Introduction of certification
As for wireless remote control products and communication products, they must comply with the REQUIREMENTS of THE R&TTE Directive (Radio and Communication Terminals Directive) -1999/5/EC.
The products covered by the R&TTE directive are:
Short distance wireless remote control products (SRD) such as: remote control toy car, remote control alarm system, remote control doorbell, remote control switch, remote control mouse, keyboard, etc.
Professional radio remote control products (PMR) such as professional radio intercom, wireless microphone, etc.
Corded telephone, fax, MODEM, answering machine, PABX
Cordless phone CTO, CT1, CT1+...
ISDN (Digital Telephone Products)
DECT (Enhanced Digital Cordless Telephone)
Bluetooth products such as Bluetooth headphones.
For radio and communication terminal products, test certification includes:
Electromagnetic compatibility test EMC
Safety test LVD (new instruction also requires this test for battery input RF products)
Conduct radio communication equipment testing (RF testing) according to European ETSI standards
Notification of Permitted Spectrum in Europe
CTR (TBR) test
Electrical Safety and Health Protection Testing (SAR Assessment)
Regulations on wireless products entering the Eastern European market
Since 1 May 2004, the European Community has added 10 member States, including Malta, Slovenia, Cyprus, Slovakia, the Czech Republic, Poland, Hungary, Lithuania, Latvia and Estonia, and the R&TTE directive will therefore be extended to these new member States. Before communication terminals and wireless products can be legally sold in these countries, they must be tested and approved in accordance with the R&TTE directive, and they must also have a CE-mark.
When wireless products are to be sold within the European Community, certain details must be taken into account. Because the member states of the EU have historically developed independently, each country may have a different range of spectrum to open up, so some bands still need to be harmonized within the EU. Fortunately, in the meantime, there are many spectrum bands that are already harmonized in old EU member states. However, wireless products designated for use outside the harmonised band -- so-called Class 2 equipment -- must go through a prescribed notification process. Through reporting, the equipment wholesaler (or manufacturer) notifies the frequency authority of the member State that the product is intended to be marketed in that country. The competent authority has 4 weeks to raise objections, and if there is no objection during this period, the product will be marketed in those countries. Product, packaging and documentation attached to the product must clearly state operational restrictions. In addition, ce-Mark and alert-symbol must be attached to the product and package.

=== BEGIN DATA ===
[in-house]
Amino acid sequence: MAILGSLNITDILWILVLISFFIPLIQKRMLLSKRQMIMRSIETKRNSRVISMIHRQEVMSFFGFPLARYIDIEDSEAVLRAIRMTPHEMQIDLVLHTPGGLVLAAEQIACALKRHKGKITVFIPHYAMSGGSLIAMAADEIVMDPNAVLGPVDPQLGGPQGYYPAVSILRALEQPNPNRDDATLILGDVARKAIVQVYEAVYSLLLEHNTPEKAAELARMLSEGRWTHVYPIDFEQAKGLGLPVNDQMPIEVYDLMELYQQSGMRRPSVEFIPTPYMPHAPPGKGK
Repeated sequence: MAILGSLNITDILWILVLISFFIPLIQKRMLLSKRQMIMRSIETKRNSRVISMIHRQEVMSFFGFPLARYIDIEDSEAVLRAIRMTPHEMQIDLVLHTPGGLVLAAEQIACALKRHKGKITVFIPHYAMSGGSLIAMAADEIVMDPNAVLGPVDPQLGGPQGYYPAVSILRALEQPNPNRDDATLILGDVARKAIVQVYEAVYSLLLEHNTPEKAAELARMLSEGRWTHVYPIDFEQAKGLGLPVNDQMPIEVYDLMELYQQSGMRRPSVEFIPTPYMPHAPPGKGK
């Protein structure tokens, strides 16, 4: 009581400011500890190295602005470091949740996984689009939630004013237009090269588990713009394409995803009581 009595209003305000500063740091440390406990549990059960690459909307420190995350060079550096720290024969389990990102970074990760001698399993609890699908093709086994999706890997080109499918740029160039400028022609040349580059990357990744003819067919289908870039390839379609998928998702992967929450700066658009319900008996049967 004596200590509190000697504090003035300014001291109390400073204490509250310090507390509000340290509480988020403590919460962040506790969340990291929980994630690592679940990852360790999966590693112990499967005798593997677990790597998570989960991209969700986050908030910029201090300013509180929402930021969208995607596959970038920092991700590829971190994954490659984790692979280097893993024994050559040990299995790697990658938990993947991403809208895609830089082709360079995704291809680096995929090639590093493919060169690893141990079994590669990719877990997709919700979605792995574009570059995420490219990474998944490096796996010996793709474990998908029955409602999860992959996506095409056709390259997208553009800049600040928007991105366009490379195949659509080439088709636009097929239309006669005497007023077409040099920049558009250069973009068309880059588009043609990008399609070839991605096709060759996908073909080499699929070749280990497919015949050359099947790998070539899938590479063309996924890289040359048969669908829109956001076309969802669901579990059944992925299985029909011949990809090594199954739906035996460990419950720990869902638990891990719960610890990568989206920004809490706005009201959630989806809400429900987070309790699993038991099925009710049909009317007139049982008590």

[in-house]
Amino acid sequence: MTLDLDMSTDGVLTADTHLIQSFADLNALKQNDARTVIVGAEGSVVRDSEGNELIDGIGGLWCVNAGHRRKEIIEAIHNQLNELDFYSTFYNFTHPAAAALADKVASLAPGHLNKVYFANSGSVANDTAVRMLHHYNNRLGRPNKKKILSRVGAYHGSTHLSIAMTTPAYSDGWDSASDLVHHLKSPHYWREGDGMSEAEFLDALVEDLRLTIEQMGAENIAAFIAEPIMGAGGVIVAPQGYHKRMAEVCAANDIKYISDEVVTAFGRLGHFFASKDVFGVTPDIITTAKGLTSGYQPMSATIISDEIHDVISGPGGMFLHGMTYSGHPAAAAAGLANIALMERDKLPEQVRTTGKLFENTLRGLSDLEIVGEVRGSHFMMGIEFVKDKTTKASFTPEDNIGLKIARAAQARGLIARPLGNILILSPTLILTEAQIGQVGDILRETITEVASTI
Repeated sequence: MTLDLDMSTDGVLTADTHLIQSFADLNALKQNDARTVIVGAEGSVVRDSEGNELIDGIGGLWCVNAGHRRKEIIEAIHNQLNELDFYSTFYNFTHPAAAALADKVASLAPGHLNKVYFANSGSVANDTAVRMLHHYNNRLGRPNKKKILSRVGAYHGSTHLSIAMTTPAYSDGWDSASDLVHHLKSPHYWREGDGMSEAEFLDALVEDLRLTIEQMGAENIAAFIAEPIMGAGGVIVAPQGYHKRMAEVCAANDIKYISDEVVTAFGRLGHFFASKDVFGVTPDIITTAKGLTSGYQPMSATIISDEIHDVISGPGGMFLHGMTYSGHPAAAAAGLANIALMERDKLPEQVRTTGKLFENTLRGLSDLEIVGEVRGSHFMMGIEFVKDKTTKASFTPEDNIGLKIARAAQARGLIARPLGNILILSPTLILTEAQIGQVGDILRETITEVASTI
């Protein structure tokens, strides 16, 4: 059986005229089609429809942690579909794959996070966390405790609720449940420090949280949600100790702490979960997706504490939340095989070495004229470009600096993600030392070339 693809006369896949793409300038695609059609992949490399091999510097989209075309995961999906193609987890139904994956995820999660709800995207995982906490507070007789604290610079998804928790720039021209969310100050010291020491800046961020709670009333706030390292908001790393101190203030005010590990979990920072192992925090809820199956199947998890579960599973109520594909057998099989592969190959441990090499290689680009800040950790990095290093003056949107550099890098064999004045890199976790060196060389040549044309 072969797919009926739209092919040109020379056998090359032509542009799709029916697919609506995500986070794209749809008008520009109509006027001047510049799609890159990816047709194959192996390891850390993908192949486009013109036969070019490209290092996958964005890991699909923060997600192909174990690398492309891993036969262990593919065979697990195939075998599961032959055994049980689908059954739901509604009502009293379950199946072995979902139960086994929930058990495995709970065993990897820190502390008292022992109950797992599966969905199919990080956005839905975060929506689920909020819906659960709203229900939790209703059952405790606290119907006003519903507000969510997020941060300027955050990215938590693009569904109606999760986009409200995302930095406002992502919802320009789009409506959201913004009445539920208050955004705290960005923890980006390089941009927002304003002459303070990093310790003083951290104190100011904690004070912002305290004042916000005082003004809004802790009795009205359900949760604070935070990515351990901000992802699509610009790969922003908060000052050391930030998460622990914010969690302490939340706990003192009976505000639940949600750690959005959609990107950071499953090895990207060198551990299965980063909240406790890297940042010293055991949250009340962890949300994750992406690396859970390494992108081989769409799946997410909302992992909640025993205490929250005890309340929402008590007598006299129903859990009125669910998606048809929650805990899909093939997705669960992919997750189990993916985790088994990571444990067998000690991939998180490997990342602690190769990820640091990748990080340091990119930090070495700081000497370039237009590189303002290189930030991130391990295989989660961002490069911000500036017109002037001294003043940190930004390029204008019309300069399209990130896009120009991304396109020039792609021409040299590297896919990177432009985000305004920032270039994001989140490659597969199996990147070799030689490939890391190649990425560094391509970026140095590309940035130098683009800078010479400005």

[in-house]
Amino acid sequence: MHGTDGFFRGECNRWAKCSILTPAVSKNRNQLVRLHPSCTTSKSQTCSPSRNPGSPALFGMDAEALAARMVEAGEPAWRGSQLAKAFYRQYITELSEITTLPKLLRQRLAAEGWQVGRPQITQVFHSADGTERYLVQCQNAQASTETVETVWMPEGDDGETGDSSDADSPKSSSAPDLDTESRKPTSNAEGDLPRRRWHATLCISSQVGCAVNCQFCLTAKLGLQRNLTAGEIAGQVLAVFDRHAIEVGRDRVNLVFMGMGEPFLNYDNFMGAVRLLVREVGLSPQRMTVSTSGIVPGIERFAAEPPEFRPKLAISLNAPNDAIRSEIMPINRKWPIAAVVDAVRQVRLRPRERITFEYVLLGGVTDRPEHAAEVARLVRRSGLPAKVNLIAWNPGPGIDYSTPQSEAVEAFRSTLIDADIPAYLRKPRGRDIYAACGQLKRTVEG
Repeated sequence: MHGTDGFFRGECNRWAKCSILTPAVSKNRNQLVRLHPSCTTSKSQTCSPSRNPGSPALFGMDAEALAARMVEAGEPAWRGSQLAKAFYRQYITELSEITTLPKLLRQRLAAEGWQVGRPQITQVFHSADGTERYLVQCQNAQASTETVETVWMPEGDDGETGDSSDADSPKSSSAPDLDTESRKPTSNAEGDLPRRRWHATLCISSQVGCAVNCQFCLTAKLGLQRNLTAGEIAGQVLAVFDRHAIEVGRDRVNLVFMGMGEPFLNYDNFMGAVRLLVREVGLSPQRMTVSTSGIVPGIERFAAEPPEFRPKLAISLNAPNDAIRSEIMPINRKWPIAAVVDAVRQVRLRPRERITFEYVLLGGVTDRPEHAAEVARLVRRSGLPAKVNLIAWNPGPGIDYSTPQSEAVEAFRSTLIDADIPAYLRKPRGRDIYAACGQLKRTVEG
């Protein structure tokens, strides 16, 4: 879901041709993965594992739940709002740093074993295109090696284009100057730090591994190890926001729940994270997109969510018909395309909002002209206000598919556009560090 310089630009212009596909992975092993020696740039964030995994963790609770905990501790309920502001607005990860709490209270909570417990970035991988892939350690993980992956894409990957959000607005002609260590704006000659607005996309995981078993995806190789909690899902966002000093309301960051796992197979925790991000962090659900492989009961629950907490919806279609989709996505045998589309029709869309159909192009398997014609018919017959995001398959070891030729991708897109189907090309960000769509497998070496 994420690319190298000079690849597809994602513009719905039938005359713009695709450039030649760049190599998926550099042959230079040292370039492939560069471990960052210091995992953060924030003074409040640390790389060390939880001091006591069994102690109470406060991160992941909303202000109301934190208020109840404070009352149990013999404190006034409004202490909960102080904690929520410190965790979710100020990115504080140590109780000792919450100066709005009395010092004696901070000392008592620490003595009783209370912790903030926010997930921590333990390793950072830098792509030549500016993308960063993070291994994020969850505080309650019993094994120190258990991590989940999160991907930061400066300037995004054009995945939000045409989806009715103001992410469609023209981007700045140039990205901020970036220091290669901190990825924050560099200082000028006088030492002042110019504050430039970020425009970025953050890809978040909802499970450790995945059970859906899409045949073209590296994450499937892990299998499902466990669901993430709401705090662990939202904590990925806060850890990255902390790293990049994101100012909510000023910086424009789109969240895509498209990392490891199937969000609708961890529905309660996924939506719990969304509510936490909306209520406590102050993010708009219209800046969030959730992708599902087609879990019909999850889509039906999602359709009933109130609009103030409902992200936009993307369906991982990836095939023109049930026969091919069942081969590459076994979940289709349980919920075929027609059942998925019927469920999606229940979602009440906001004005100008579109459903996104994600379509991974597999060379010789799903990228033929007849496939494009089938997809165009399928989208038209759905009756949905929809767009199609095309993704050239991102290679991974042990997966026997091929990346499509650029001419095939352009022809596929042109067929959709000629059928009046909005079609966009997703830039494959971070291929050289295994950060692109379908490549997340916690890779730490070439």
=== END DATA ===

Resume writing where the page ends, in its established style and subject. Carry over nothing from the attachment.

The enlargement of the European Union has had a great impact on wireless products. That is because certain bands that were harmonised in the old EU (before 1 May 2004) may now lose their harmonised character as they may be used for other purposes (such as military and police channels) in the new Member States. Unfortunately, so far, there has been no solution to these problems.
The European Commission's Enterprise Directorate General recommends that the current product classification be used as the benchmark for launching products. That is, Class 1-equipment can be sold in all EU member States without any additional notification, according to the decree. On the other hand, the second category (Class 2-equipment) is subject to a registration process before it can be sold on the market. Responsible manufacturers intending to sell category II wireless products in the markets of new Member States are required to notify the respective frequency authorities, the procedure for notification under the R&TTE Directive. If there is no objection from the competent authority within the specified four weeks, the product may be introduced into the local market. But if there is a disagreement, the European Commission's Enterprise Directorate General will request the same data to review the product to make sure the problem is resolved as quickly as possible.
The European Union's Enterprise Directorate General will launch a web page in June to answer wireless classification questions in time. In the coming months, there will be some hurdles in the way of communications and wireless products entering the European market. The European Commission authorities are aware of these difficulties and have pledged to make every effort to provide the necessary assistance in these cases in a non-bureaucratic and expeditious manner.
The European Communications Ministry's portal website www.ero.dk provides complete information on eu regional harmonized bands and category I products. Its professionals are happy to help your products enter the European market as well as other regional markets throughout the world.